Matt O’Keefe of The Orwells reflects on his musical experiences

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Matt O’Keefe of The Orwells reflects on his musical experiences

By Frances Welch

Matt O’Keefe, 20-year-old guitarist of The Orwells, spoke with The Daily Illini about his life and the band.

The Daily Illini: What has the band been up to, and how is the new year going?

Matt O’Keefe: So far, 2015 has been good. We’ve had a lot of downtime compared to what 2014 was, which is actually nice because now we’re working on our next record, which gives us time to write … All the focus is going into this next album. Then after that will be tours.

DI: 2014 was a crazy year for you guys. You released an album and toured all over the world. What was that like?

MO: 2014 was easily the most touring we’ve ever done. We got to see a lot of the world, which was a big plus … But it was non-stop touring, and we’re not the best at writing on the road … That was a very strange, new kind of feeling, where all your focus is going into performance and tours and not as much into writing, which is sad.

DI: Did touring this album for such a long period make you lose your love for “Disgraceland” at any point?

MO: I think I would be lying if I said no, but not in an extreme way. I think if you stuck any five people in a van, or whatever, around the world for a year, it’s not that you lose interest or lose the love for each other in the band; it’s just that your mind is going to want to get on to the next thing. If you play those songs every night for almost a whole year you start to say, “OK, I’m over these tunes. We’ve got to start to make new ones and play new ones.” I think your focus just moves on to something else. 

DI: From that point to now, how do you think your sound has evolved?

MO: When we were writing songs early on in high school, most of it was just rippin’ bands off and trying to pump out (songs) as fast as we could. Now, it’s more of trying to say something and trying to bring out some truth about this generation that maybe isn’t so on the surface.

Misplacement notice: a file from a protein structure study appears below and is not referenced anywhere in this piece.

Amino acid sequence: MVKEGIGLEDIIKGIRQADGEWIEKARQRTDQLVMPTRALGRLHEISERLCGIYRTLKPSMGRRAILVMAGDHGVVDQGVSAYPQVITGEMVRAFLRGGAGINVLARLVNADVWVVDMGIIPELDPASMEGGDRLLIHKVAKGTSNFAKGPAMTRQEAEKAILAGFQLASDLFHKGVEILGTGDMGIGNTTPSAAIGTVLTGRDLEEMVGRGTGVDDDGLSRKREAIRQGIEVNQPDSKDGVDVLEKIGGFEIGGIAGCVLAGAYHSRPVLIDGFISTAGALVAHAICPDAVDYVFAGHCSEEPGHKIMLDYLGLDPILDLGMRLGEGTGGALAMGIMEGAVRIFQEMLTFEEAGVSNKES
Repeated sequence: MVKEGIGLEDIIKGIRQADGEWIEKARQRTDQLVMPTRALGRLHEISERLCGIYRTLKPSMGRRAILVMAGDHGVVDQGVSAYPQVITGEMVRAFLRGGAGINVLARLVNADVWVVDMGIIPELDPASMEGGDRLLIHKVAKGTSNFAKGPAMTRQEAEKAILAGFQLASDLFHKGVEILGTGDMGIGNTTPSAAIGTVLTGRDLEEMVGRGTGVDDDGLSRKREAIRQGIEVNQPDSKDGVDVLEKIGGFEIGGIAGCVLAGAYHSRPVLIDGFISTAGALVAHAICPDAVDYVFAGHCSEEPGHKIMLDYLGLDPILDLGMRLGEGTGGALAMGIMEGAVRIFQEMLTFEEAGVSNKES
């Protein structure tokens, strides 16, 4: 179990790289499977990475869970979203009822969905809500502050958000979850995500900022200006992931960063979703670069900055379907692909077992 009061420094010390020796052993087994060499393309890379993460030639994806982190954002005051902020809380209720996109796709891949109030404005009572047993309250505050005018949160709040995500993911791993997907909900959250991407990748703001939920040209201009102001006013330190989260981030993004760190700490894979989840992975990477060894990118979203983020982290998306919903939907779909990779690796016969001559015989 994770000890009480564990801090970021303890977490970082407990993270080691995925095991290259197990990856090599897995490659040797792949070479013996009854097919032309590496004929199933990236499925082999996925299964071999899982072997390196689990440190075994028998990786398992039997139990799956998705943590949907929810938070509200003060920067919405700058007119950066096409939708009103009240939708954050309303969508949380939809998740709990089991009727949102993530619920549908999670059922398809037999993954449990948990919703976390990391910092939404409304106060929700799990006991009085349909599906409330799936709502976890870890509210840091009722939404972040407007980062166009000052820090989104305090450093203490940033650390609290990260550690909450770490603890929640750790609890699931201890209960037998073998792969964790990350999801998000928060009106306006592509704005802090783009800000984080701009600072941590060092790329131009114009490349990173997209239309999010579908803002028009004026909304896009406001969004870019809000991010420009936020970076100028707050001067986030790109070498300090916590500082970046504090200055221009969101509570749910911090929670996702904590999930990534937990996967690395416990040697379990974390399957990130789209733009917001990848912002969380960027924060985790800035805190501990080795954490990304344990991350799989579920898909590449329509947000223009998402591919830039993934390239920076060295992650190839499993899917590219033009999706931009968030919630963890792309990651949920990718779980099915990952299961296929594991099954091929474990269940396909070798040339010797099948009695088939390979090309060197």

DI: And when you released the “Who Needs You” video, that got people pretty stirred up. Do you think that your message has evolved as well?

MO: Yeah, definitely. Especially with a song like “Who Needs You,” and maybe even with a song like “North Ave.” I think it really just comes out of boredom of doing the same thing. I mean, you don’t want to do the same thing again, and you keep looking and keep digging further for bigger things that you can say.

DI: Being so young, it’s very clear that you guys know what you want and how you want your performances to go. How did that happen so quickly?

MO: I think it’s from going to see a lot of bands and even seeing bands at festivals that you maybe don’t like. I was reading the other day, where somebody was talking about whenever somebody gets asked what their influence is. They always say the things that they like, but a lot of the times, the things that influence you the most are the things that you don’t like. I watch these bands, and I really don’t like their performance, and it influences the way that I want to go about performing. We’ve really figured out what we stand for on that front of performing or on making music.

DI: So is there an artist that has been influential where you know you don’t want to be like them? Or you do want to be like them?

MO: It’s actually funny, when we were growing up, our favorite band was The Strokes. It was the way that they would perform. They would just look bored as hell on stage, and they wouldn’t really move. I remember growing up thinking that it was just the coolest thing. And then I went to the Black Lips in high school, and they were the exact opposite. I think that’s a perfect example of influence on both ways. I liked how the Black Lips went about it much more than The Strokes.

DI: Since you guys have gotten more popular in this past year, have you experienced the good and bad sides to fame?

MO: The good is just getting your message out to more people … I guess the worst part is … this pressure that I feel like I place upon myself when I write another song. This pressure is something I never felt when we were in high school making songs. This pressure, oh, “OK, it’s got to be great.” I’m definitely pushing myself now more, but it can get you frustrated with writer’s block.

DI: What has been your favorite part of being on the road so far?

MO: When we first toured Europe. It was a weird feeling just being there and seeing people that knew our songs. That doesn’t really ever get old to me. Just going to new places and knowing that there are people there that you have connected to somehow, even though you’ve never met them or been to their city. The last time we played London, it was the biggest venue we’ve ever played. It was like, “How the hell did all of this happen?”

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